Pogrebniak wins Churchill Scholarship to study computer science and medicine

Jan. 30, 2014 10:14 a.m.
Churchill scholar_Pogrebniak

Katherine Pogrebniak

Photo by Denise Applewhite, Office of Communications

Princeton University senior Katherine Pogrebniak, a computer science major who intends to pursue a career in medicine and medical research, has been selected as one of this year's Churchill Scholars.

Pogrebniak, who began taking college-level math courses at the age of 8 and entered Princeton at 16, is one of 14 scholarship winners who will spend a year studying at the University of Cambridge while living at Churchill College. The scholarship program is administered by the Winston Churchill Foundation of the United States. 

Mona Singh, a professor of computer science and the Lewis-Sigler Institute for Integrative Genomics, worked with Pogrebniak last spring on developing computational methods for predicting aspects of small molecules that can bind to certain proteins. The work has important applications in pharmacology.

"Katherine did an amazing job in her independent work, and got an incredible amount of work done," Singh said. "She worked at a graduate-student level, and was able to handle any task the project required. She did all this while carrying a full academic load at Princeton, maintaining a superb GPA, and participating in a range of activities."

Pogrebniak is the 40th Princeton student to win a Churchill Scholarship. The scholarships, first awarded in 1963, are granted to students of "exceptional academic talent and outstanding achievement" who wish to pursue graduate studies in the sciences, mathematics or engineering. The scholarship pays for a year of tuition and fees, living expenses, travel, and at times provides a research grant; the total scholarship is worth approximately $63,000.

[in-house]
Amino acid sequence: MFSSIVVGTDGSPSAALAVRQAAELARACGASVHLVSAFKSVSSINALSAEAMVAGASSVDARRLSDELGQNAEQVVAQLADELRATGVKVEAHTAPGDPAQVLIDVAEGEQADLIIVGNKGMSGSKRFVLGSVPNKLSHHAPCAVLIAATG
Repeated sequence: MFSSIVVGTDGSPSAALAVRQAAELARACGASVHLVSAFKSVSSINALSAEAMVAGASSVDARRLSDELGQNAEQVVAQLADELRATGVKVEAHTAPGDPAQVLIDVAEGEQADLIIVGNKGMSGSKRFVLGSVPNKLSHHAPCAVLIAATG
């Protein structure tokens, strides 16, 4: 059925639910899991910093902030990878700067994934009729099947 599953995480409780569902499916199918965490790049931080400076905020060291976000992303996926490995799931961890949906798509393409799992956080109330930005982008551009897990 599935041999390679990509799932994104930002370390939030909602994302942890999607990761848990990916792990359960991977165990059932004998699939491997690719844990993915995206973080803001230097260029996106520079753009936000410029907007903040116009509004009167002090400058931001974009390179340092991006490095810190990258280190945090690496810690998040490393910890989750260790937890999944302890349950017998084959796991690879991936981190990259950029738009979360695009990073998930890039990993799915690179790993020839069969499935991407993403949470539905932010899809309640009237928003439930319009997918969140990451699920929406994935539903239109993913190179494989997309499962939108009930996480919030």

Peter Bogucki, the engineering school's associate dean for undergraduate affairs, said that Pogrebniak is "an outstanding student who is destined to make great contributions at the intersection between computer science and biomedical research." He noted also that "she has been deeply involved with the life of the Princeton campus." 

Among other achievements, Pogrebniak, of Jacksonville, Fla., won the Princeton Class of 1939 Scholar Award, which is given to the student with the highest academic standing at the end of junior year. She also won the Princeton Accenture Prize for computer science and twice the Shapiro Prize for Academic Excellence. Pogrebniak was a resident adviser at Wilson College for two years and served on the Princeton Priorities Committee this fall. She is a member of Phi Beta Kappa and the national engineering honor society, Tau Beta Pi.

At Cambridge, Pogrebniak plans to study for an M.Phil in computational biology, taking courses in functional genomics, computational neuroscience and network biology. She also plans to conduct research in developing computational methods to identify cancer drivers.

"One of the great rewards of working at Princeton is to be among such talented and dedicated students who will be future leaders in science and technology," Bogucki said.